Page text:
Dear first-time study abroad students,
Congratulations. You’ve made the exciting and life-altering decision to travel somewhere new, and see beyond the horizons that you’ve become accustomed to. This is both wonderful and scary, but as someone who has studied abroad for three semesters, let me assure you that you’ll be alright. In fact, you will grow immeasurably because of this choice.
The months, weeks, and days before your departure will feel long and anxious. You’ll have many questions prior to this new adventure, but at the same time, you know you’re ready to see somewhere new in the world. You’re going to learn a great deal about another culture, and most surprisingly, yourself.
Spend extra time with family before you go, because they will miss you. You may not realize it now, but you’ll be thinking of the ones who love you most in every city you travel to.
It’s been three years since my first study abroad experience with Semester at Sea. Even now, I am still reflecting daily on the small and large adventures I embarked on during Summer of 2014. There are the obvious ones, like traveling to Europe without parents, and hopping off a plane into Heathrow Airport with an open mind and heart.
There are the smaller adventures, like my first stroll around a foreign city independently. I associate Stockholm, Sweden with utmost happiness. It was the first time I went on a non-English speaking public transport by myself. I went to all the museums of my choosing, and had ice cream and waffles for lunch. I was on my own, but never lonely. I walked miles into a park called Skansen, and pet some baby reindeer. The Academic Dean of the ship called me “intrepid”, a word I’d never thought I would be associated with.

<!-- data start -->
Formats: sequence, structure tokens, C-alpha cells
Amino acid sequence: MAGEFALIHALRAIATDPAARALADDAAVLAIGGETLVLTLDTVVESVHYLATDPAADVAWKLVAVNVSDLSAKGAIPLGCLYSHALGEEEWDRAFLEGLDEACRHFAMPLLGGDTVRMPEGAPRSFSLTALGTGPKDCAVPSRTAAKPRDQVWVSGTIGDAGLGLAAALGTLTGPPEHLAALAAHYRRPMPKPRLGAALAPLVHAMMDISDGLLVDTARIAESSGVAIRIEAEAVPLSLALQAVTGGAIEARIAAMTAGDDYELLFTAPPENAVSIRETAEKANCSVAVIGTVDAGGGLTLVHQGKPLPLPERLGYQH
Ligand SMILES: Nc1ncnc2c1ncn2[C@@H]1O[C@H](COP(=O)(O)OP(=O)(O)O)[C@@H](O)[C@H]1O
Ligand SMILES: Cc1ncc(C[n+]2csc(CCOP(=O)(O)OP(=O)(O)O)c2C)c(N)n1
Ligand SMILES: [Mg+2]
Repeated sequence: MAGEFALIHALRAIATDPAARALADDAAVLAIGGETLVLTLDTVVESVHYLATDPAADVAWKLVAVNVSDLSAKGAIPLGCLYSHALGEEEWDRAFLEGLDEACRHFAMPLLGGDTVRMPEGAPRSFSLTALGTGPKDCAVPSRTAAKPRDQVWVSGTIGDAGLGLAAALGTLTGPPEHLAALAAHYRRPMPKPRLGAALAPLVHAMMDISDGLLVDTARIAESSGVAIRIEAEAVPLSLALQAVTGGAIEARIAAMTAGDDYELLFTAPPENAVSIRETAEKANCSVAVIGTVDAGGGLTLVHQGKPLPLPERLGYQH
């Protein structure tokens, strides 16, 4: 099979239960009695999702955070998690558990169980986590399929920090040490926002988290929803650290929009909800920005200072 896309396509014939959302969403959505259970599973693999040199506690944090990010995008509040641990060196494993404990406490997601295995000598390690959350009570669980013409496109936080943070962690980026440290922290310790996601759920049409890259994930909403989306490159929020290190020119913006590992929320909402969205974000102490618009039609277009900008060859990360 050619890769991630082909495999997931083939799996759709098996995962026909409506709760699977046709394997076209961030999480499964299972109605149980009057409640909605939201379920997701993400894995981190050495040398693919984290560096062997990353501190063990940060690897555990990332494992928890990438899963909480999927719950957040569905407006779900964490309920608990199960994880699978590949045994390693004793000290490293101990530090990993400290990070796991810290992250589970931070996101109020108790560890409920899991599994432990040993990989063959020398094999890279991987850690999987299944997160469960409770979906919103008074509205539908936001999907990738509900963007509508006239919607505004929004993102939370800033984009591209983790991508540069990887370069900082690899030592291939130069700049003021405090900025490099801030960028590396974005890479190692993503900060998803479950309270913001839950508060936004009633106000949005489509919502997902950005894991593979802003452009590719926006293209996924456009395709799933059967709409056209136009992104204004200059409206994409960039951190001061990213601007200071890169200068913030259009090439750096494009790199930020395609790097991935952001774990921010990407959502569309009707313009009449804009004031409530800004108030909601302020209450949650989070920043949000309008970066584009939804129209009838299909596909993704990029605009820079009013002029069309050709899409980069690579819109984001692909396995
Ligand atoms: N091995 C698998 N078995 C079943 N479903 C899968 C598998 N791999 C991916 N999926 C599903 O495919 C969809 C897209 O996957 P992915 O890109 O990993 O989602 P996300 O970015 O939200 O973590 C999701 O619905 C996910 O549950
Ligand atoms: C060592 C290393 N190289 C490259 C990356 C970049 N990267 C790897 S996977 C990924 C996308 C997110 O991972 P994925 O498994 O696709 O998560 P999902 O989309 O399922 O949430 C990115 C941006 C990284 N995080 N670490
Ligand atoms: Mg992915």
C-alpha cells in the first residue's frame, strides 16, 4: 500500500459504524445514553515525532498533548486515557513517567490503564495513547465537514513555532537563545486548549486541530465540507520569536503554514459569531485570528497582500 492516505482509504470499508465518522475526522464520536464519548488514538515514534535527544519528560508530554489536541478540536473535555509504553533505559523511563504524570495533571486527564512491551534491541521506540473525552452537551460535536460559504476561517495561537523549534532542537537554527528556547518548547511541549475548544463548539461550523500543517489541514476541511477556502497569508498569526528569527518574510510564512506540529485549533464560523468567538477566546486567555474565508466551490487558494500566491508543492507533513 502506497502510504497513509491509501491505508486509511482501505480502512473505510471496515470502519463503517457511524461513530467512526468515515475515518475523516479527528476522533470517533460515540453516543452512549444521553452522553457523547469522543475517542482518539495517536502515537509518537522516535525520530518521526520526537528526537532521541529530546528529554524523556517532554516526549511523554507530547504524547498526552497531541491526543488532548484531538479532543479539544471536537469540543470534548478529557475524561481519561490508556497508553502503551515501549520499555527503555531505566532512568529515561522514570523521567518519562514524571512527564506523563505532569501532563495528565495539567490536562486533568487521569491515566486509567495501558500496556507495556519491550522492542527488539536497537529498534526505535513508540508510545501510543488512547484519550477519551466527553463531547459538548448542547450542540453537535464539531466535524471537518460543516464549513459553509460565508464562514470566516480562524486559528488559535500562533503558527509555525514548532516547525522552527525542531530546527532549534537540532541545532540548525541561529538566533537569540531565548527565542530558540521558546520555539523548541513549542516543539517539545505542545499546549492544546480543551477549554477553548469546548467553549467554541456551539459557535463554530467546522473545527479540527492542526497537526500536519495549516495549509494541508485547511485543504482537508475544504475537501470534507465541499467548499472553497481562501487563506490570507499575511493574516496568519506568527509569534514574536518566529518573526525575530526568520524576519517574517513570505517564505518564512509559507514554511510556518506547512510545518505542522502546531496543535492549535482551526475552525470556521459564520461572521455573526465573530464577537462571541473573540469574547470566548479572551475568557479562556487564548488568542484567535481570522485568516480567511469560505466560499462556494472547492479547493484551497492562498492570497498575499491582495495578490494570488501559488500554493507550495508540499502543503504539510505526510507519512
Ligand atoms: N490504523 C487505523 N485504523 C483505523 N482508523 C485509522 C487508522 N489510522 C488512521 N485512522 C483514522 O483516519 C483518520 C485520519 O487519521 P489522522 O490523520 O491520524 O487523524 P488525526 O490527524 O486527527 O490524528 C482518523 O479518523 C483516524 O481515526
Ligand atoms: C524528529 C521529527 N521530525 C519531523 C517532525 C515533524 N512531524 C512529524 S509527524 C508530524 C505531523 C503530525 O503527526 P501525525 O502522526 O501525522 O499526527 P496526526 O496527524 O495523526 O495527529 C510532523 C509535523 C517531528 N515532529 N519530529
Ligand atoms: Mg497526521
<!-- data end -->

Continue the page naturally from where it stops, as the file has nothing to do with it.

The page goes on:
During your time abroad, you will learn to rely on others. Your friends will be there for support, safety, and most of all, joy. Your friends are your fellow navigators, your biggest confidants, not to mention those who will leave a mark on you for life. I haven’t seen some of my Semester at Sea friends since we parted ways in Southhampton, England three years ago. However, I know with certainty that if I called one of them up, in need or just for a laugh, I could count on them.
You will absolutely make new friends, but you will most importantly find a friend within yourself. You may travel on your own, eat out on your own, and explore your new universe unaccompanied. Your senses will grow and heighten. You know to hide your passport in a different pocket than your cash, and your sense of direction will be ever-improving. There is no place for self-doubt in travel. You’ll grow in confidence, happiness, and contentment. Study abroad is transformative, by the very definition of the word.
You’ll find the little memories will add up, years later. I have the greatest joy in reminiscing a beautiful morning in Norway, sailing through the fjords three July’s ago. I’d forgotten my wallet in the coffee shop, as I’d insisted on getting a drink and almost making my cohort late for the ferry. By the time I’d thought to look for it, the kind shop owner had rushed it to the only boat leaving the harbor that morning. I remember the crew on the MV Explorer knowing my name, even though I ate meals alone frequently with a book propped up on the table. Most importantly, I remember falling in love with learning again, and seeing the world genuinely as my campus.
I remember hearing Pharell’s ‘Happy’ at every pre-port session and knowing that’s how I was truly feeling. You’ll remember small details like that, too.
There will be moments you miss out on, but know that every adventure is different. There is no “wrong” way to travel. Invest your time, energy, and money only on what you want to explore and experience.
Love every second of it, even when you’re missing home. You’ll find yourself looking back, three years later, wondering how sixty-something days could’ve gone by so quickly.